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Re: [ga-org] First Ten Policy Questions

On 2001-06-10 22:24:18 +0200, Harald Tveit Alvestrand wrote:

>(throwing a curve ball into the discussion: would it be 
>interesting to discuss a scheme whereby the fees for .com would be 
>higher than for NSI, but where documented not-for-profit 
>organizations got a very low fee? carrot rather than 
>stick....?...probably unreasonable because just glancing at the 
>documentation of non-profit status would cost far more than 
>registering the domain....)

How about putting the carrot and the stick into the dispute 
resolution policy, and into the fees?

First of all, we probably all agree that .org isn't the most popular 
TLD for the typical "dotCOM" - in fact, it seems that .org as, so 
far, mostly been attracting individuals and "organizations" of all 
kinds.  That is, even without being chartered, .org is kind of a 
de facto non-profit TLD.

Now, instead of introducing a difficult, complex and expensive 
policy to define who may qualify for .org and who may not do so, I'd 
suggest to think about a dispute resolution policy which makes it 
unfavorable for for-profit organizations.  Instead of checking a 
policy for every registrant, just checkt it in the case of dispute.

Such a policy could, perhaps, be developed along these very, very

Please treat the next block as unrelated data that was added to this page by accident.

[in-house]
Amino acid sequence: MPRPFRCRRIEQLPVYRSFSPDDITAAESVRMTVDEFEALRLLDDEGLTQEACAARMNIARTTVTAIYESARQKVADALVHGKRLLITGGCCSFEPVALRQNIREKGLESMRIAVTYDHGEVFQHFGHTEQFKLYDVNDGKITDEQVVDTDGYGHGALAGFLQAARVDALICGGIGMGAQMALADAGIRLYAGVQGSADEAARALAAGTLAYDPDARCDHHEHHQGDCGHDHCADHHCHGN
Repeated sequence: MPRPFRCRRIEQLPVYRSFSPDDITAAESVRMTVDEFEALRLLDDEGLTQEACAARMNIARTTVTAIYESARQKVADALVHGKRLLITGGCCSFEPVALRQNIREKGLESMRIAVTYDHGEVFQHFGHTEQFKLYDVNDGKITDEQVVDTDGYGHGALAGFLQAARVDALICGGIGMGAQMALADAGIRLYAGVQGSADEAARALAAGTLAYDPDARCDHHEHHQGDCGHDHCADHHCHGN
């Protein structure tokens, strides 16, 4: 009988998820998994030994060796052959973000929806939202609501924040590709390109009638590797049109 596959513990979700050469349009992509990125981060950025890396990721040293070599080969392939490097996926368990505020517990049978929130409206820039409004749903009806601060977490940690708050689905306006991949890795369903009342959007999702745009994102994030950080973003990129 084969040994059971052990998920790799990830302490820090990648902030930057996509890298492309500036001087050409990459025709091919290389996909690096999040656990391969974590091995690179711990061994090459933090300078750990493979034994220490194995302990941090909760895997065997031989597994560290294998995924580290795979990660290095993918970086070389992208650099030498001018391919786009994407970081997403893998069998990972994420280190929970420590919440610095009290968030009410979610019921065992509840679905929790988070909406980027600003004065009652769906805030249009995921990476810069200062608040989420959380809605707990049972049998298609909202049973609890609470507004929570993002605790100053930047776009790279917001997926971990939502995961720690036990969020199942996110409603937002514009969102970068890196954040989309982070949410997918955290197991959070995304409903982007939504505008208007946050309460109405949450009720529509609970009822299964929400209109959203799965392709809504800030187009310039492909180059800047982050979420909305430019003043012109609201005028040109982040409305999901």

rough lines:

- Businesses may only use the dispute resolution policy in order to 
   get the domain of other businesses removed (!) in case of bad 

- Not-for-profits (or individuals) may use the dispute resolution 
   policy to get any domain in case of bad faith.  One may think 
   about making it easier to get a businesse's domain name than 
   another not-for-profit's or an individual's.

Rationale in terms of examples: This should mean that the McDonalds' 
clan's domain could continue to be mcdonalds.org, and that the 
hamburger chain couldn't do anything about it according to the 
policy.  It should also mean that Westdeutscher Rundfunk (warning: 
this is a public broadcasting institution, so it doesn't qualify 
precisely as a business - work for lawyers, I'd suppose) can't go 
for wdr.org when that's an individual's domain composed of his 

It should also mean that Greenpeace can easily get greepeace.org 
when it's squatted upon by Esso.

What do you think?

Thomas Roessler                        http://log.does-not-exist.org/
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